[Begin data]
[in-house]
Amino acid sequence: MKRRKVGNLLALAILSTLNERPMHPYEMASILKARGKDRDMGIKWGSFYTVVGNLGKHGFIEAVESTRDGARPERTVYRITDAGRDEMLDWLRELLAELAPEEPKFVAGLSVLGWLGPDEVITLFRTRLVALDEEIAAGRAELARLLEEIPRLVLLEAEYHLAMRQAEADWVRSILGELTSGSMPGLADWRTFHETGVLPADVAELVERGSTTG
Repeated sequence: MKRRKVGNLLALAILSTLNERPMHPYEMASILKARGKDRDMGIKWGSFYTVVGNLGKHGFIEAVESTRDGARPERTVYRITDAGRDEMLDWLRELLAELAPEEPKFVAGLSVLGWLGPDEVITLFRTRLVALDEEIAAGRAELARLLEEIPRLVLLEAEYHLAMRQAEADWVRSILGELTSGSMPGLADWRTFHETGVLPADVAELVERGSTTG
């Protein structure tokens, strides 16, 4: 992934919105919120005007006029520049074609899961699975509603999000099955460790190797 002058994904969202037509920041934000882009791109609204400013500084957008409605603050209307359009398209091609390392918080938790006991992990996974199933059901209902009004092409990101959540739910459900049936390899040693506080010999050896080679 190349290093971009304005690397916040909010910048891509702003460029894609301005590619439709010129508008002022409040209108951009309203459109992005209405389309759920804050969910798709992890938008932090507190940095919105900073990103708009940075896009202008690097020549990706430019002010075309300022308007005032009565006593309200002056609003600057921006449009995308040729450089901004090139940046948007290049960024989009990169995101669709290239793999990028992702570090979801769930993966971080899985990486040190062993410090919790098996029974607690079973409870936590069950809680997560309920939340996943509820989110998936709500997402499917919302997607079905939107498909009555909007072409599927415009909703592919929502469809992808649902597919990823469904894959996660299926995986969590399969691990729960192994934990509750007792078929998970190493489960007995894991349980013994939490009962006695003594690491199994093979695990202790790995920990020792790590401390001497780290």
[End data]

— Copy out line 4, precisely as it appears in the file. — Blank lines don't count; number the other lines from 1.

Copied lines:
């Protein structure tokens, strides 16, 4: 992934919105919120005007006029520049074609899961699975509603999000099955460790190797 002058994904969202037509920041934000882009791109609204400013500084957008409605603050209307359009398209091609390392918080938790006991992990996974199933059901209902009004092409990101959540739910459900049936390899040693506080010999050896080679 190349290093971009304005690397916040909010910048891509702003460029894609301005590619439709010129508008002022409040209108951009309203459109992005209405389309759920804050969910798709992890938008932090507190940095919105900073990103708009940075896009202008690097020549990706430019002010075309300022308007005032009565006593309200002056609003600057921006449009995308040729450089901004090139940046948007290049960024989009990169995101669709290239793999990028992702570090979801769930993966971080899985990486040190062993410090919790098996029974607690079973409870936590069950809680997560309920939340996943509820989110998936709500997402499917919302997607079905939107498909009555909007072409599927415009909703592919929502469809992808649902597919990823469904894959996660299926995986969590399969691990729960192994934990509750007792078929998970190493489960007995894991349980013994939490009962006695003594690491199994093979695990202790790995920990020792790590401390001497780290």